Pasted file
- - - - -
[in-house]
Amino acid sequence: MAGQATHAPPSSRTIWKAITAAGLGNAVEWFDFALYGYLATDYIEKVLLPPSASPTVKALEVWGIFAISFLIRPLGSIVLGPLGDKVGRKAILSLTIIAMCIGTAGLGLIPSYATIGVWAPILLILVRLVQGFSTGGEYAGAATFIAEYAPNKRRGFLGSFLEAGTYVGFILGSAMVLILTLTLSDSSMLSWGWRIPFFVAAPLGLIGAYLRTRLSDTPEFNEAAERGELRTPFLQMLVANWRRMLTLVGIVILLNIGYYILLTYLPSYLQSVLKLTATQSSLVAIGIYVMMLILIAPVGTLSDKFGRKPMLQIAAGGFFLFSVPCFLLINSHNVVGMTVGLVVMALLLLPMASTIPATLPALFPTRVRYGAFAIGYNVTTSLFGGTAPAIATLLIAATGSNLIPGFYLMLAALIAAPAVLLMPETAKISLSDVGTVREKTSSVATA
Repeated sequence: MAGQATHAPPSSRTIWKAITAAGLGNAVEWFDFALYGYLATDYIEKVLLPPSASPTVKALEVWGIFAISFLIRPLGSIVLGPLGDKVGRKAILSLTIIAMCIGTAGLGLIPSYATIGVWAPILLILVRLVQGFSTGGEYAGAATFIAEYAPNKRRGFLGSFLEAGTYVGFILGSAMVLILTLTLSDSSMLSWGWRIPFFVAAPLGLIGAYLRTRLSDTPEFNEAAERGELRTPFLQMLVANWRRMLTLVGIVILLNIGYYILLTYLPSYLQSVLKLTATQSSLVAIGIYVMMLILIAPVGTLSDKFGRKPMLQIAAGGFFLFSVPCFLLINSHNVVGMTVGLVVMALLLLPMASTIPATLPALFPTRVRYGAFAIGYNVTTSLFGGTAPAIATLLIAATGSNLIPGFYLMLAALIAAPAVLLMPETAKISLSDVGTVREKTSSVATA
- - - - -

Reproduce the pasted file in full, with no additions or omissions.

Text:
[in-house]
Amino acid sequence: MAGQATHAPPSSRTIWKAITAAGLGNAVEWFDFALYGYLATDYIEKVLLPPSASPTVKALEVWGIFAISFLIRPLGSIVLGPLGDKVGRKAILSLTIIAMCIGTAGLGLIPSYATIGVWAPILLILVRLVQGFSTGGEYAGAATFIAEYAPNKRRGFLGSFLEAGTYVGFILGSAMVLILTLTLSDSSMLSWGWRIPFFVAAPLGLIGAYLRTRLSDTPEFNEAAERGELRTPFLQMLVANWRRMLTLVGIVILLNIGYYILLTYLPSYLQSVLKLTATQSSLVAIGIYVMMLILIAPVGTLSDKFGRKPMLQIAAGGFFLFSVPCFLLINSHNVVGMTVGLVVMALLLLPMASTIPATLPALFPTRVRYGAFAIGYNVTTSLFGGTAPAIATLLIAATGSNLIPGFYLMLAALIAAPAVLLMPETAKISLSDVGTVREKTSSVATA
Repeated sequence: MAGQATHAPPSSRTIWKAITAAGLGNAVEWFDFALYGYLATDYIEKVLLPPSASPTVKALEVWGIFAISFLIRPLGSIVLGPLGDKVGRKAILSLTIIAMCIGTAGLGLIPSYATIGVWAPILLILVRLVQGFSTGGEYAGAATFIAEYAPNKRRGFLGSFLEAGTYVGFILGSAMVLILTLTLSDSSMLSWGWRIPFFVAAPLGLIGAYLRTRLSDTPEFNEAAERGELRTPFLQMLVANWRRMLTLVGIVILLNIGYYILLTYLPSYLQSVLKLTATQSSLVAIGIYVMMLILIAPVGTLSDKFGRKPMLQIAAGGFFLFSVPCFLLINSHNVVGMTVGLVVMALLLLPMASTIPATLPALFPTRVRYGAFAIGYNVTTSLFGGTAPAIATLLIAATGSNLIPGFYLMLAALIAAPAVLLMPETAKISLSDVGTVREKTSSVATA